After last Thursday’s Fox News/Facebook debate, the one where Megan Kelly ended up “stealing the show,” and upstaging The Donald, a survey came out that made me sit up and take notice. Not because of the data, no, but given the source.
Whatever happened to that tried and true, time-tested axiom about children—that they were to be “seen and not heard”? Apparently, it went out the window with many other common sense conventions from yesteryear.
On Saturday, a local restaurant owner basically told two stupid parents unable to control their toddler that it wasn’t acceptable for their kid to scream and carry on for 40 minutes in her restaurant. And of course, social media—whose biggest claim to fame is that it gives a platform to dolts with opinions not warranting the light of day—has been flooded in typical lynch mob-style, with tirades from “internet moms” against her via Facebook.
Screaming kids ruin restaurant dining.
Note to parents (yes, you doltish “internet moms”) of young children; your kids aren’t the center of my universe, especially if I’m eating in a restaurant and your kid’s acting like a brat. Address the boorish behavior like an adult, or take the kid out of the restaurant. Don’t leave it up to the owner of a busy diner to deal with your lack of parenting skills. Continue reading →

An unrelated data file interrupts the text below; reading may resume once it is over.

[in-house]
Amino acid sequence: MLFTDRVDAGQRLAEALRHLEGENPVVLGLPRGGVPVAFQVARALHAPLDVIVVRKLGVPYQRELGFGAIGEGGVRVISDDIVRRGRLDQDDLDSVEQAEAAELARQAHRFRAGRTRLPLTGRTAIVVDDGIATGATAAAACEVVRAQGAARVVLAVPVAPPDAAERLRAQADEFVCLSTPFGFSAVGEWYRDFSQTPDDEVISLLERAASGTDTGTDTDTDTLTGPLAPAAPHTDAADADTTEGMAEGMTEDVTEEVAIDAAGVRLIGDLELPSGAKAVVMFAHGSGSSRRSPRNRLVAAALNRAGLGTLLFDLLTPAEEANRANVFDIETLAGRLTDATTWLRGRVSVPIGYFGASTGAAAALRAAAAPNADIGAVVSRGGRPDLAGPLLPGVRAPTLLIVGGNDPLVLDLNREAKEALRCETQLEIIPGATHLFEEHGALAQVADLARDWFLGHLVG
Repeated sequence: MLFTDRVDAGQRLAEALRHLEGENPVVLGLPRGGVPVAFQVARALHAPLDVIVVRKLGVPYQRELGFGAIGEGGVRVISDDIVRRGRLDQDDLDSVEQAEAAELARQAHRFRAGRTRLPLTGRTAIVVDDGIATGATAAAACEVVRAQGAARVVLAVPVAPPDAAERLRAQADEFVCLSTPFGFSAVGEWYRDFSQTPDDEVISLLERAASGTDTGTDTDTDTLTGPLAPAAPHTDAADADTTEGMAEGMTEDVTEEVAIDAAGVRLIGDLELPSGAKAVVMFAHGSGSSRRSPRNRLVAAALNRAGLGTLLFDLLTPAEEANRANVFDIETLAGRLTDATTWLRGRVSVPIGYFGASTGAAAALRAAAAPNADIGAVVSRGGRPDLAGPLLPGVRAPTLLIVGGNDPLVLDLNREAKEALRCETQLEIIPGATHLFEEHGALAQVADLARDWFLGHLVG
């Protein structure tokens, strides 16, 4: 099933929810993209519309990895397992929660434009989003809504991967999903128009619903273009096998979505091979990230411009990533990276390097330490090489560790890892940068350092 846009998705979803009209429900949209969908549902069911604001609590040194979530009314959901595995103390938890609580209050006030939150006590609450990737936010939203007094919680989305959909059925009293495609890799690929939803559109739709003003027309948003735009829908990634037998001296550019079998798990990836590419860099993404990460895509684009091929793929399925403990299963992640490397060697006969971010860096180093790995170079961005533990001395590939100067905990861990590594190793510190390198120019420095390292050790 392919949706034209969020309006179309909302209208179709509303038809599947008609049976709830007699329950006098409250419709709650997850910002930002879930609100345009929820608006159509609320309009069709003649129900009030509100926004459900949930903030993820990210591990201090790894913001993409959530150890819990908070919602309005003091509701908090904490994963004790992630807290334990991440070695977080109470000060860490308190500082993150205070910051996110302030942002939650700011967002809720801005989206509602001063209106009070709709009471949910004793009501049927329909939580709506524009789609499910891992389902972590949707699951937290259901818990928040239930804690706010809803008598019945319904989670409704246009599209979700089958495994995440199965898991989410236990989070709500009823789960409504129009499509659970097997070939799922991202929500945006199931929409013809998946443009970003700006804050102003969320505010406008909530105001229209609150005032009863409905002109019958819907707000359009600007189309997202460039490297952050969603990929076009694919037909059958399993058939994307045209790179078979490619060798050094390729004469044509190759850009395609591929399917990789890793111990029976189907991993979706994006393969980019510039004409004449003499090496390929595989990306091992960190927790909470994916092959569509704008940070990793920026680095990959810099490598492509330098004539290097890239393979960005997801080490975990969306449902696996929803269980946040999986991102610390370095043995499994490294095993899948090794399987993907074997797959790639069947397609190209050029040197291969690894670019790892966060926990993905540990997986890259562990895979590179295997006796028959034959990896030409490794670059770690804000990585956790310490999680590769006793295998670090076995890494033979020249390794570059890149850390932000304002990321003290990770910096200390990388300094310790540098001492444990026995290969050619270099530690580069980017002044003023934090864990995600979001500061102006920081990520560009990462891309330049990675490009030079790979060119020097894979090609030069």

We all have opinions. Most of us have strongly-held ones. The desire to share my opinions, as well as some of what I thought was foundational information behind those opinions, were reasons why I started blogging back in 2003.
I still have opinions. Many of them have evolved over time. Having an opinion and sharing it is also seems fraught with danger, 12 years later. Now, I’m less likely to add my two cents worth to whatever battle is being waged over symbols, or people’s preferences.
Being hesitant to weigh-in on the Battle Royale raging at the moment also leaves a limited amount of topics to write about at times, or so it seems. Also, that’s what Facebook and Twitter are for. Spending time wasting words via a blog seems so 2006. No one seems interested anymore in reading several hundred words. 140-character tweets are now de riguer with the cool kids holding court, ruling the turf formerly held by bloggers. Who cares if they have nothing behind their prattle except their strongly held opinions?
“La, La, La, La…”
My previous post touched down on binary thinking. I’ve mentioned the topic enough before. I won’t go there again today. I will only say that our inability to have a dialogue on a variety of tough subjects, even those deemed by our arbiters as “controversial,” doesn’t bode well for us. Screaming louder than your foes, or using your newly-found majority status doesn’t indicate rightness, either.
Perhaps I’ll just blog about the weather and puppies—no one is opposed to sun and cuteness, right?